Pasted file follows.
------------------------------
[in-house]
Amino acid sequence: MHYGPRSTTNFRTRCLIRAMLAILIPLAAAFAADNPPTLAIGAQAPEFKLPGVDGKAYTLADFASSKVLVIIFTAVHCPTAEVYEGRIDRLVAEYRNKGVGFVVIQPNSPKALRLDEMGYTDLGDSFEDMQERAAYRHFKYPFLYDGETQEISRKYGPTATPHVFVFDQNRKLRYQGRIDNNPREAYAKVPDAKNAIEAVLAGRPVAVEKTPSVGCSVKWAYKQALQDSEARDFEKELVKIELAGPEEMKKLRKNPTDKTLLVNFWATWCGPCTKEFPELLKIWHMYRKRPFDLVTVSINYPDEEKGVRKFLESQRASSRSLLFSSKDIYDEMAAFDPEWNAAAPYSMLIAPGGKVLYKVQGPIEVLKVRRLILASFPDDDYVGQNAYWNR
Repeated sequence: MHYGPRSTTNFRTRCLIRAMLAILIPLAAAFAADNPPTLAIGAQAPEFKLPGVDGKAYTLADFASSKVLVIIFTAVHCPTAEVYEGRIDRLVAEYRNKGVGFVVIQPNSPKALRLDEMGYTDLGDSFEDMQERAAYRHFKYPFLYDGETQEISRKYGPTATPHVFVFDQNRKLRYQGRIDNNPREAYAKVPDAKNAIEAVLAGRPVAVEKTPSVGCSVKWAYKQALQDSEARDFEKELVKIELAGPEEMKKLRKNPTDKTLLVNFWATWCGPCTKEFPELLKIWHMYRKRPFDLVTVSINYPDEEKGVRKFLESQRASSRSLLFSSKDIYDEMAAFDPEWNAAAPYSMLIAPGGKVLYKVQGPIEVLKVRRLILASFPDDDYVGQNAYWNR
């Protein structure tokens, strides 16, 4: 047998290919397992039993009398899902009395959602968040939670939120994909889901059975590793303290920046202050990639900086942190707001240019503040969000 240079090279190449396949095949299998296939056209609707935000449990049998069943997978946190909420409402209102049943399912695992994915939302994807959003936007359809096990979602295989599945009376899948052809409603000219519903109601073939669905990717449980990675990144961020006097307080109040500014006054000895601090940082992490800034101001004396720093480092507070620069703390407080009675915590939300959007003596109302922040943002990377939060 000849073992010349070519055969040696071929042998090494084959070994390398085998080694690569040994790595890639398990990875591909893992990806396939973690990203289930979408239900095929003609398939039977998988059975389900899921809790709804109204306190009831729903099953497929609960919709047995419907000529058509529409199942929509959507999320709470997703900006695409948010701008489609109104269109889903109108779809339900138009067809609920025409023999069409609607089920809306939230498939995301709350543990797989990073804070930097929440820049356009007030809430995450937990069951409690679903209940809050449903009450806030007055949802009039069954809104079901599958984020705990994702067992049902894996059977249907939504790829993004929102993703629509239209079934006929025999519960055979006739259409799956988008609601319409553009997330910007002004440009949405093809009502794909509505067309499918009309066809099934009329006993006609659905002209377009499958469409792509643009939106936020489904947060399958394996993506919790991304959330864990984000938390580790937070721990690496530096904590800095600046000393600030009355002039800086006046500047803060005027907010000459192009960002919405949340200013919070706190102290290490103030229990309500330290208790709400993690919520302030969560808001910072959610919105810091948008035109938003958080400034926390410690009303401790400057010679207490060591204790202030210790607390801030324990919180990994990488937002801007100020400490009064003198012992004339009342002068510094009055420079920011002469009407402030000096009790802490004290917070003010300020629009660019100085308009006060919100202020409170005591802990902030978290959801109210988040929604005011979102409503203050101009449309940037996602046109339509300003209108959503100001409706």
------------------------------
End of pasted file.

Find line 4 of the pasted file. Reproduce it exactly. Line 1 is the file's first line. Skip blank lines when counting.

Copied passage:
């Protein structure tokens, strides 16, 4: 047998290919397992039993009398899902009395959602968040939670939120994909889901059975590793303290920046202050990639900086942190707001240019503040969000 240079090279190449396949095949299998296939056209609707935000449990049998069943997978946190909420409402209102049943399912695992994915939302994807959003936007359809096990979602295989599945009376899948052809409603000219519903109601073939669905990717449980990675990144961020006097307080109040500014006054000895601090940082992490800034101001004396720093480092507070620069703390407080009675915590939300959007003596109302922040943002990377939060 000849073992010349070519055969040696071929042998090494084959070994390398085998080694690569040994790595890639398990990875591909893992990806396939973690990203289930979408239900095929003609398939039977998988059975389900899921809790709804109204306190009831729903099953497929609960919709047995419907000529058509529409199942929509959507999320709470997703900006695409948010701008489609109104269109889903109108779809339900138009067809609920025409023999069409609607089920809306939230498939995301709350543990797989990073804070930097929440820049356009007030809430995450937990069951409690679903209940809050449903009450806030007055949802009039069954809104079901599958984020705990994702067992049902894996059977249907939504790829993004929102993703629509239209079934006929025999519960055979006739259409799956988008609601319409553009997330910007002004440009949405093809009502794909509505067309499918009309066809099934009329006993006609659905002209377009499958469409792509643009939106936020489904947060399958394996993506919790991304959330864990984000938390580790937070721990690496530096904590800095600046000393600030009355002039800086006046500047803060005027907010000459192009960002919405949340200013919070706190102290290490103030229990309500330290208790709400993690919520302030969560808001910072959610919105810091948008035109938003958080400034926390410690009303401790400057010679207490060591204790202030210790607390801030324990919180990994990488937002801007100020400490009064003198012992004339009342002068510094009055420079920011002469009407402030000096009790802490004290917070003010300020629009660019100085308009006060919100202020409170005591802990902030978290959801109210988040929604005011979102409503203050101009449309940037996602046109339509300003209108959503100001409706």